Dining Etiquette 101 (or “Why So Many Commenters Got It Wrong”)

by admin on July 9, 2013

Yesterday’s post generated a considerable number of comments all absolving “O” of any etiquette faux pas while a guest in the house of the OP.   A whole lot of you are therefore woefully wrong in your understanding of good table manners for guests.

Let us first establish that sitting down to eat a dinner meal is more than just satisfying the biological need to refuel the body but is also a social interaction involving conversations and connections.   Judith Martin sums it perfectly, “The dinner table is the center for the teaching and practicing not just of table manners but of conversation, consideration, tolerance, family feeling, and just about all the other accomplishments of polite society except the minuet.”   A considerable number of commenters believe that once O had satisfied his need for food that he was free of any obligation to socialize with his hosts as long as he excuses himself.

The host sets the tone and direction of the meal, being the conversational gatekeeper if necessary.  A savvy guest knows to follow the leads the host gives during the meal, i.e. as to when to begin eating, when to start eating the next course, when the meal has ended, and the host invites guests to retire to more comfortable surroundings.     I’ll break down the scenario to demonstrate how O usurped the host’s position.

O ate very little. He took a couple pieces of meat and a biscuit, but no salad. Because he took so little food, he was finished eating well ahead of the rest of us.

Unless O has a food allergy, he, as a guest, does have a reciprocal obligation to at least taste each of the dishes prepared by the host.   This is basic “Dining Etiquette 101” to avoid offending the host who has labored to feed you.   One taste of the dishes and still leaving food on the plate is enough to assuage any potential offense a host might have.   On the flip side of this coin, the good host does not take notice of what his guests have failed to eat, does not comment on the leftovers nor urges guests to consume more.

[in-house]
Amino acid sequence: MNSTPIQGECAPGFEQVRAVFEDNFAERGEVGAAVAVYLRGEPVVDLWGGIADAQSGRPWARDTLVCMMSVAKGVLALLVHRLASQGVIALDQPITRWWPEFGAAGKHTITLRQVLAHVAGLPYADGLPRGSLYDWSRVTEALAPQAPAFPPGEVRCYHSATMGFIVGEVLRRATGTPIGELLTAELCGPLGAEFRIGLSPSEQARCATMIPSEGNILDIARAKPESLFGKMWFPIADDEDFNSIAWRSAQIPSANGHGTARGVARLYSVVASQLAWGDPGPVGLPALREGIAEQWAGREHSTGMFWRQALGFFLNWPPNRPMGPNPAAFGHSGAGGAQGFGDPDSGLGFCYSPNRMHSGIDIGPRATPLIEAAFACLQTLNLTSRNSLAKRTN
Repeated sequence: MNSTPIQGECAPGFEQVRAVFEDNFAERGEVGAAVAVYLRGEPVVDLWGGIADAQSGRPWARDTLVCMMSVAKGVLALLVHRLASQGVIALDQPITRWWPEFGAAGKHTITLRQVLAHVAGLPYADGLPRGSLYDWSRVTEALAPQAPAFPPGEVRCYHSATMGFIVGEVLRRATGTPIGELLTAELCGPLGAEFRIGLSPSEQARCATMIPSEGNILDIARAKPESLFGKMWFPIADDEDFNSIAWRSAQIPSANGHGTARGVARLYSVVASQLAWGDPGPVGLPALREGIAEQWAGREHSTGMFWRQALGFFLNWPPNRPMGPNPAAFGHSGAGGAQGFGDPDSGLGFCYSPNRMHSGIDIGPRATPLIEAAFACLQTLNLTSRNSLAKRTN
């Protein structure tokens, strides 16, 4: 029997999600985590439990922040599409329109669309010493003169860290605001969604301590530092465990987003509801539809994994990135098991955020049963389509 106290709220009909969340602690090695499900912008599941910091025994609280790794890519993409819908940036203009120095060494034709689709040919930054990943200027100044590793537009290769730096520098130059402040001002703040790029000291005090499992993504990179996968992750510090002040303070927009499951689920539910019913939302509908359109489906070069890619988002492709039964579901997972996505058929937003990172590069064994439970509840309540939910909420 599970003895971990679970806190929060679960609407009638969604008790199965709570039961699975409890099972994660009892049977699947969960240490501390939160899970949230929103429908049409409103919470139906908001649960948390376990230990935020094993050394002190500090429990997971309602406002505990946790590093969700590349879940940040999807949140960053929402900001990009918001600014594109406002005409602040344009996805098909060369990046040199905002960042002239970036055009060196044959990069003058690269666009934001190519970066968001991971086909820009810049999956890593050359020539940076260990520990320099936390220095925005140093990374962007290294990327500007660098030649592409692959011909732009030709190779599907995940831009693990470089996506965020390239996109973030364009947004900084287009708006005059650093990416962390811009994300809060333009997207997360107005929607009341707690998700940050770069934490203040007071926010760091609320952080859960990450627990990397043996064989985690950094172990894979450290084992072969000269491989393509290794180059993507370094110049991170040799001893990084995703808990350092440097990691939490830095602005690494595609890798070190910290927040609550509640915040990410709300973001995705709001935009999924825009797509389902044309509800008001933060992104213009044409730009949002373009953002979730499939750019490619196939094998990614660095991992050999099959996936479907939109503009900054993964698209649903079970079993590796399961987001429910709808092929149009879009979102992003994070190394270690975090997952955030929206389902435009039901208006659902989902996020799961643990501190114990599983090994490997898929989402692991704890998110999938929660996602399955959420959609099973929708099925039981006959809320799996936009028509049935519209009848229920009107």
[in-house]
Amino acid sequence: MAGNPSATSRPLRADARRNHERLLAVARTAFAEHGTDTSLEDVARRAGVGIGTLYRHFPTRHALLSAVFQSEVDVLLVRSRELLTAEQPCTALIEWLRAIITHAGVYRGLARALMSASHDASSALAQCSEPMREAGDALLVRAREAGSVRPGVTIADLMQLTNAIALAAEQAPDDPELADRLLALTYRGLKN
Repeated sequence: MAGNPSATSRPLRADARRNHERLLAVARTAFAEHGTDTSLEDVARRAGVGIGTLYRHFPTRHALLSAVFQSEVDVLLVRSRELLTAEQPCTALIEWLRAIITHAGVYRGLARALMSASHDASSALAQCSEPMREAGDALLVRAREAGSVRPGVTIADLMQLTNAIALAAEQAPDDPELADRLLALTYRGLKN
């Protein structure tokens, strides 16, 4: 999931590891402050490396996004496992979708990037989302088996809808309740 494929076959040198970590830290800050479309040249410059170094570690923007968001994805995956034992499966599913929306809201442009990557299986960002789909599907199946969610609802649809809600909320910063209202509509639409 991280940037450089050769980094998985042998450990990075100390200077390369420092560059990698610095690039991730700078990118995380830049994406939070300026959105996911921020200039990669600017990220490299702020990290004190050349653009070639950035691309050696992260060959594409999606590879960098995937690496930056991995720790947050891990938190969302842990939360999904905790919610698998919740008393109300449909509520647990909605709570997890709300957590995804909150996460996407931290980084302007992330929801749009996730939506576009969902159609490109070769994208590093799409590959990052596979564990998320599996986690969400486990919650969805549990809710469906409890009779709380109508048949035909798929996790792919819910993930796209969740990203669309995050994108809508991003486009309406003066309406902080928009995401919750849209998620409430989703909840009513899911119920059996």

When he was finished eating, he stood up, thanked me very much for having fed him,

This is called “eating and running”.   In other circumstances, many of you would be crying foul if some guest wolfed down the meal you spent time preparing and left.  While it is nice that O thanks his hosts, he has taken the initiative to determine when the communal meal has come to an end.   A guest signals to the host that he is finished with his meal by putting the dining utensils on the plate at the 4:20 clock position and a good host will take notice of that and offer to release the guest as appropriate.

OP, what you could have asked O, “Oh, do you need to leave so soon?”, thus implying that the only reason a guest would leave the table that abruptly would be a need to get home asap.   Had O replied in the negative, you could then say, “Then please stay and talk with us.”   You lost control as the hostess of your dinner at the hands of an 19-year-old and you can take it back which then requires you to ask him interesting questions that engage him in the conversation.

told my son to stay and finish his meal,

If I had been the OP, I would have been flabbergasted that a guest in my house would have the audacity to tell one of my children how to behave at the dinner table.   What most of you missed is that by merely saying this, O knew what he had done was a faux pas and he is directing his young host to continue finishing his meal despite the awkwardness that O just created.  O was educated enough to know his leaving the table prematurely put a social obligation on the OP’s son to attend to his guest.

cleared his plate to the counter,  then went to stand about 10 feet away from the table texting on his cell phone.

Turn the cell phone off and enjoy people and the moment.   What O conveyed to his hosts is that any conversations with them are infinitely less important than keeping in touch with presumable more interesting people he’s texting.   If O cannot live without his cell phone for 45 minutes, he has a serious technology dependency that is stunting his development.

The rest of us exchanged a confused look, but continued with our meal, although I did silently rush my son to finish so that he could go join his friend.

O placed his friend in an incredibly awkward position of feeling an obligation to rush his eating to join him and any hope of pleasant table talk just got squashed by O taking the lead to determine when the meal had ended.  First rule of being a guest is that you don’t unnecessarily put your kind hosts in confusing or awkward situations and O did just that.

Those EHellions who gave O an pass to get out Etiquette Hell are mislead in their understanding of what is polite behavior for dinner guests, especially one that is an adult at age 19.

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